Abraham: Discovering God at Three

I had always heard that Abraham recognized God when he was three years old. Was that really the case? How much could a three-year-old possibly understand about the world?

The Aish Rabbi Replies:

Thank you for raising your important issue. What really happened is that Abraham began a journey of discovery at the age of three. As soon as he was old enough to wonder, Abraham began to ask the most profound questions of life – how the world came into existence, was there a Creator, if there was, why did He create the world, is there a purpose to life, etc. And using the openness and sincerity so natural to children yet so elusive to grow-ups, Abraham began to see through the rampant idolatry of his society and discover the True God behind all existence.

There is a well-known Midrash (brought in “Kitei Midrashim – Geniza” Breishit p. 42) that as a small child Abraham looked up at the sun and wondered if that could be the force which brought the world into existence. But then the sun set and the moon rose. Abraham likewise asked if the moon and stars could be the heavenly forces guiding the world. But then the night ended and the sun returned. In time, Abraham recognized that there must be a greater force which created and guided the beauty and harmony of creation. Perfect design implies a perfect Designer. Only an infinite God could have created a universe of such infinite beauty and precision.

As to be expected, however, this was not a journey of discovery Abraham could have concluded at such a young age. Three was only his very precocious beginning. Maimonides (Laws of Idolatry 1:3) writes that as a small youth (“once he was weaned”) Abraham began wondering about the world around him. He grew up among idolaters and practiced idolatry himself – until the age of 40 when he fully recognized God and devoted himself to His service.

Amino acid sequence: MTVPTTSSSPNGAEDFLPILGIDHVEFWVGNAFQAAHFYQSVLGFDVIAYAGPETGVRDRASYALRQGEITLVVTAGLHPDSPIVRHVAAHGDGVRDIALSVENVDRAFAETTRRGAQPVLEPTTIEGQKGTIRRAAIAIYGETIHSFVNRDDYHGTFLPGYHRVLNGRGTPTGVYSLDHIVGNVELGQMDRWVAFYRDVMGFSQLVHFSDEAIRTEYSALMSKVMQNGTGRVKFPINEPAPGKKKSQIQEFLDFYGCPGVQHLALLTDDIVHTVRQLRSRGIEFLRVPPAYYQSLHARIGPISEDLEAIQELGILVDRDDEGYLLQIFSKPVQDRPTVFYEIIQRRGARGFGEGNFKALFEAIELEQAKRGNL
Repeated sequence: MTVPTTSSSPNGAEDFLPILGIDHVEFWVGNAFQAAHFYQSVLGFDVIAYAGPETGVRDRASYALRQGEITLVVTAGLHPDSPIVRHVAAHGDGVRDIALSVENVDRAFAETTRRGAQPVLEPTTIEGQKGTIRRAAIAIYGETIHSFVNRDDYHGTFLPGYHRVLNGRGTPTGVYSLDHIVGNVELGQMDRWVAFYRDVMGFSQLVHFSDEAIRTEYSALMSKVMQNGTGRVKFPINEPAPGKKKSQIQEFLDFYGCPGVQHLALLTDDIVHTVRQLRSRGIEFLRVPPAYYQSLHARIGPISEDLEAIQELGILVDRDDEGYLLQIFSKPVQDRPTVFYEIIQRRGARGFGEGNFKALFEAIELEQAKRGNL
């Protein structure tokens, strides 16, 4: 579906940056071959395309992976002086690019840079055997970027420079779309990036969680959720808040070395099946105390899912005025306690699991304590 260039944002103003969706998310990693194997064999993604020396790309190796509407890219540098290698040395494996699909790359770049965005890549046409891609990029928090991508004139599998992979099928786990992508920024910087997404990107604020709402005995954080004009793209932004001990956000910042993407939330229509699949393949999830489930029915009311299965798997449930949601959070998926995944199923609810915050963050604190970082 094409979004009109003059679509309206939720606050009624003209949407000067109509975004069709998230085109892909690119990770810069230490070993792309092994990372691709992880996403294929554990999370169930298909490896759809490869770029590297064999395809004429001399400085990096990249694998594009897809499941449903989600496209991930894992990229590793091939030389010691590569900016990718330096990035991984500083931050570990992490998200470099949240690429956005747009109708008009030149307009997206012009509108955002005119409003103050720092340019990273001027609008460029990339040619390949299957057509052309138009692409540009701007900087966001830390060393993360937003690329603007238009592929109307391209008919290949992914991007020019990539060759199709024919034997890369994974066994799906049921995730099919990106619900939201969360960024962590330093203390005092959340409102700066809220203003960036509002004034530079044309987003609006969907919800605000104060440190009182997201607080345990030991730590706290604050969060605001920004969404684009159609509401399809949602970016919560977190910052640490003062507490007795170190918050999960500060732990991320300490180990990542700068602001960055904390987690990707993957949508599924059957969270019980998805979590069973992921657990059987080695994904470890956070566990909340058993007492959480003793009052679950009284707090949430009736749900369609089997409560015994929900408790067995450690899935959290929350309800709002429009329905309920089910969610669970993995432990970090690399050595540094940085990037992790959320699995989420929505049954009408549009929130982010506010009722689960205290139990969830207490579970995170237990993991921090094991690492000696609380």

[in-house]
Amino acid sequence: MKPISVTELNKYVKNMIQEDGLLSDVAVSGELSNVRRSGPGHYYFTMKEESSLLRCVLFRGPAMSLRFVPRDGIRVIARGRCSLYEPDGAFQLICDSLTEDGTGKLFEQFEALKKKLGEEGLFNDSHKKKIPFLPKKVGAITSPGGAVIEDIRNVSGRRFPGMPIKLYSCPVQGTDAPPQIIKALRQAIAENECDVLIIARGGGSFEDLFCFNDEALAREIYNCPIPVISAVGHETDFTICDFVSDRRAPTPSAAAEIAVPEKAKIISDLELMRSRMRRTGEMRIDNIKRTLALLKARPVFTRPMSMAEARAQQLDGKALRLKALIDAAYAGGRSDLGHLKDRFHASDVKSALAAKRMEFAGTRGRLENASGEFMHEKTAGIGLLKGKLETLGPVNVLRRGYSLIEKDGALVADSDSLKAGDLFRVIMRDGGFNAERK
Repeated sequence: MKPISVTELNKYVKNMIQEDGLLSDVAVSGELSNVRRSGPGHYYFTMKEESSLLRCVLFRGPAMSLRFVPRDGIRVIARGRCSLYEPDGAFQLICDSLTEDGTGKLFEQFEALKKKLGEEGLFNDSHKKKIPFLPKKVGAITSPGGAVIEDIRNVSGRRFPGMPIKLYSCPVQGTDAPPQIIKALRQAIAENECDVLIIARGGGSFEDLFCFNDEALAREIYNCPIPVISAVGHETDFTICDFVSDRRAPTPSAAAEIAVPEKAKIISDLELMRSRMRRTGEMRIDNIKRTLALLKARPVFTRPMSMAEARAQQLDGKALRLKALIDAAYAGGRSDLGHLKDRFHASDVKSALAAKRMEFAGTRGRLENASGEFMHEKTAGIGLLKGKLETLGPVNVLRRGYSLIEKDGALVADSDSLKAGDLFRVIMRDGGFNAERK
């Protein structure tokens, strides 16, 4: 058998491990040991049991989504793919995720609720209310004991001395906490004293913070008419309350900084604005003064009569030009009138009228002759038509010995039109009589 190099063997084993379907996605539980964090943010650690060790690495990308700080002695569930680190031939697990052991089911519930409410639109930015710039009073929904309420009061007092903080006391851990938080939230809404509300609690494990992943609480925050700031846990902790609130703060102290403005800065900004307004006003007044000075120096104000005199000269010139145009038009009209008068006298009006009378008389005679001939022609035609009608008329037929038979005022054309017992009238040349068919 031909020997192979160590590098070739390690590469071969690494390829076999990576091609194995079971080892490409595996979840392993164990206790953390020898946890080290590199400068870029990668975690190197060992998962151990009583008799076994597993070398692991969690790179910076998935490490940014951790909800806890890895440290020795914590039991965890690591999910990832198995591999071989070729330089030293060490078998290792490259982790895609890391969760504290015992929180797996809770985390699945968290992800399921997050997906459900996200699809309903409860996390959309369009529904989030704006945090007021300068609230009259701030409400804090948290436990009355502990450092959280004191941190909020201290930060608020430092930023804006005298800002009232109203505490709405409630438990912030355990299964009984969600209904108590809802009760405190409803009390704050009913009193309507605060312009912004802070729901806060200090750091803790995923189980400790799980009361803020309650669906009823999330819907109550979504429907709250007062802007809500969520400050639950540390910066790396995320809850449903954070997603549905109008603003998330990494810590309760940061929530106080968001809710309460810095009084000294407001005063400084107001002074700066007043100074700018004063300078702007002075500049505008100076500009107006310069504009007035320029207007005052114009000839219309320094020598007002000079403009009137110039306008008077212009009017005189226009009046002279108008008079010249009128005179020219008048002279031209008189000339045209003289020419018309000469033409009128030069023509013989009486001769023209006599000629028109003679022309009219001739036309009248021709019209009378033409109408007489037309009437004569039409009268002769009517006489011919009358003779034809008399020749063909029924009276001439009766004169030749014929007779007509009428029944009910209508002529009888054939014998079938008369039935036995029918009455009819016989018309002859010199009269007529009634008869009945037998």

It is no surprise that Abraham practiced idolatry himself in his early years, while he grew up in Uhr Kasdim. No doubt Abraham tried out all the prevalent beliefs of his time before reaching his conclusion. As any true seeker, Abraham made every effort to find the answers to his questions. And as to be expected, he made many wrong turns along the way.

And this is the journey any person who is truly seeking God must embark on. We cannot just adopt beliefs we have never thought about or made sense of ourselves. I once heard a great rabbi comment that in a sense it is very positive that so many Jews seek religion in the Far East – for it shows we inherited Abraham’s unquenchable passion for truth. We will go to all ends of the earth trying to discover God. Certainly, there are many wrong turns a soul may make, but that is what seeking is all about. Every person should be on a journey throughout his life, trying to discover God in the world and within himself. And as with Abraham, hopefully in time God will bring such people to true recognition.

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